Selenium Can Lift the Spirits
Ask a group of men to report on their moods throughout a study and, more
often than not, their answers will not change significantly.
"Gender seems to be a factor in self-reported mood changes," says
psychologist James G. Penland, who is at ARS' Grand Forks Human Nutrition
Research Center in North Dakota. Whether women are more aware of subtle
changesor men are more resistant to disclosing how they feelhe
says, "men are less likely to report differences" . . . except in
recent studies of selenium.
Well-known for its antioxidant prowess, this essential trace element now
appears to lift the spirits, according to findings at the Grand Forks center
and the Western Human Nutrition Research Center in San Francisco. The ARS
studies support a 1990 report from scientists in Wales that extra selenium
improves mood, says Penland.
Each week during the 15-week study at Grand Forks, Penland had 30 male
volunteers fill out the standard Profile of Mood StatesBipolar Form. It
measures where the respondent falls between two extremes for six types of mood,
such as clearheaded versus confused or elated versus depressed.
By the end of the study, the 15 men who consumed the selenium-rich diet
reported feeling significantly more clearheaded and elated than they did at the
beginning of the study. Changes among those getting the selenium-poor diet were
On average, the men on the selenium-rich diet reported slight improvements
in all six mood extremes as the study progressed, while the men on the
selenium-poor diet felt worse.
The selenium-rich diet contained about 240 micrograms (mcg)that's
millionths of a gramwhich is 3.5 times the Recommended Dietary Allowance.
The selenium-poor diet contained only about 28 mcgor 40 percent of the
Mood differences also showed up among the men who consumed the selenium-poor
diet, says Penland, because some started with higher body stores of the mineral
than others. Every 3 weeks, the volunteers gave blood samples so researchers
could analyze the red blood cells for selenium levels and check the activity
levels of a selenium-dependent enzyme. These measurements indicate how much
selenium is available in the body.
The men whose enzymes were more active scored significantly higher in all
six mood states. They felt more agreeable than hostile, more clearheaded than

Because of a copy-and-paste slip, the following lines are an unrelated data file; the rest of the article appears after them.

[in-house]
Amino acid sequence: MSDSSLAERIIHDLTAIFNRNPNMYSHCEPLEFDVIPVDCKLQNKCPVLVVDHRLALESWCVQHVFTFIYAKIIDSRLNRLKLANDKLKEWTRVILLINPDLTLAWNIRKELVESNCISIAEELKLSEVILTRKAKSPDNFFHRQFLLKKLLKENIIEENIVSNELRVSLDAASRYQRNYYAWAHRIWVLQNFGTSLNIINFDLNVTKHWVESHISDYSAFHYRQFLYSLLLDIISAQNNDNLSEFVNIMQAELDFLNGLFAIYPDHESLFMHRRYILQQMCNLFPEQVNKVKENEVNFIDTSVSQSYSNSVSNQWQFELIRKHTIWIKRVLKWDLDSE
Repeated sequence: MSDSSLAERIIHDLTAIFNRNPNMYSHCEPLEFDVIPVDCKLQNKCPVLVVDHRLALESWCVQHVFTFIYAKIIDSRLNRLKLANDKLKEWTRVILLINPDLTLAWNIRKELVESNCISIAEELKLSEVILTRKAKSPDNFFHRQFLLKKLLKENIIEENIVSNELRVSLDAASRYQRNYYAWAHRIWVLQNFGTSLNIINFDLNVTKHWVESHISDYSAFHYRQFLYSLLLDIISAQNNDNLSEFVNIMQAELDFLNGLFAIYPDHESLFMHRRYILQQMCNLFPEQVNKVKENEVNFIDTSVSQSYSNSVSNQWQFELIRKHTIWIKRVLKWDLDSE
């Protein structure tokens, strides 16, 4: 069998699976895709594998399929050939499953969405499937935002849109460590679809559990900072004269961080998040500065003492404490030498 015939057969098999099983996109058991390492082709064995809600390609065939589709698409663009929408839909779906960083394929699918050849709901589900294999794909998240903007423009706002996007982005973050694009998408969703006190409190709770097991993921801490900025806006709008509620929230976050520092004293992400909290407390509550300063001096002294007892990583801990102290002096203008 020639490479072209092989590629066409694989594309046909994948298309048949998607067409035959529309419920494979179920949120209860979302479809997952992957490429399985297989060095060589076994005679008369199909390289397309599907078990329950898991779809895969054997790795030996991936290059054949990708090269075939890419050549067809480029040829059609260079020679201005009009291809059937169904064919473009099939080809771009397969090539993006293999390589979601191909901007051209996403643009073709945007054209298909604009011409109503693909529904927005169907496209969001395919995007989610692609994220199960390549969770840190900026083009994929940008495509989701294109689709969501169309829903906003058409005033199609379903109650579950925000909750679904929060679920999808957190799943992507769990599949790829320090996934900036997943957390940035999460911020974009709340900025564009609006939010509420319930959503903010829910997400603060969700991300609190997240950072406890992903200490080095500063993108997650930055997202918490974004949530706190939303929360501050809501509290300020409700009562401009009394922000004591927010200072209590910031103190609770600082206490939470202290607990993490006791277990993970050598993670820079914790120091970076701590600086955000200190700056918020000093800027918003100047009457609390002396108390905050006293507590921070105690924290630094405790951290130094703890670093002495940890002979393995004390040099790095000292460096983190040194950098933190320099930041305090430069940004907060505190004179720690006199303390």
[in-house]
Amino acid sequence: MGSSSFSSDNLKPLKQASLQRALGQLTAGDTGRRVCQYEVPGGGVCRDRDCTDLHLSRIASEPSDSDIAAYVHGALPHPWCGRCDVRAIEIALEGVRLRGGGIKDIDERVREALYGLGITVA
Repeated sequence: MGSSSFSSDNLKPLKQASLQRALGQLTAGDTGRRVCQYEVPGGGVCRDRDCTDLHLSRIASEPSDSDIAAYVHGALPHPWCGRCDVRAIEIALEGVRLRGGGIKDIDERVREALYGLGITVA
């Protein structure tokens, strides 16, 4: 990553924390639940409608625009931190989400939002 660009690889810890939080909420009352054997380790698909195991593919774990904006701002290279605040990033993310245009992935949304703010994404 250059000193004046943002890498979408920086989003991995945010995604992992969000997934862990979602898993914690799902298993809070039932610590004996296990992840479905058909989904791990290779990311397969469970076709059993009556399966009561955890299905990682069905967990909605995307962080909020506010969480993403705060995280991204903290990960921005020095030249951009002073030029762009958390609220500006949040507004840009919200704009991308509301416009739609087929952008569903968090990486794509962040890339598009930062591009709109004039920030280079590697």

confused, more composed than anxious, more confident than unsure, more elated
than depressed, and more energetic than tired. That's even though enzyme
activity for all men in the low-selenium diet group was within the
"normal" range, says Penland.
At the Western center, researchers got similar results when 11 men reported
their moods during a 4-month study. Among the group on the low-selenium diet,
those with the higher selenium levels in their red blood cells felt
significantly more elated and agreeable.
Dietician Lori Matthys says that the selenium content of all foods used in
the Grand Forks study was so variable that each lot of meat, dairy, flour,
cereal, fruit, and vegetables had to be chemically analyzed to ensure that the
volunteers got their assigned intakes.
Selenium is highest in high-protein foods. Fish, shellfish, meat, poultry,
eggs, breads, many cereals, sunflower seeds, and cashews are good
sourcescontaining between 10 and 80 micrograms per 3.5 ounces. Beef and
pork kidney contain more.
A few Brazil nuts can provide more selenium than the amounts used in either
study. One ounce of the nuts contains between 300 and 850 micrograms. But
selenium can be quite toxic, so use with caution. The World Health Organization
suggests a daily limit of 400 mcg. By Judy McBride, ARS.
Penland is at the USDA ARS
Forks Human Nutrition Research Center, P.O. Box 9034, University Station,
Grand Forks, ND 58201; phone (701) 795-8471.
"Selenium Can Lift the Spirits" was published
in the October 1995
issue of Agricultural Research magazine.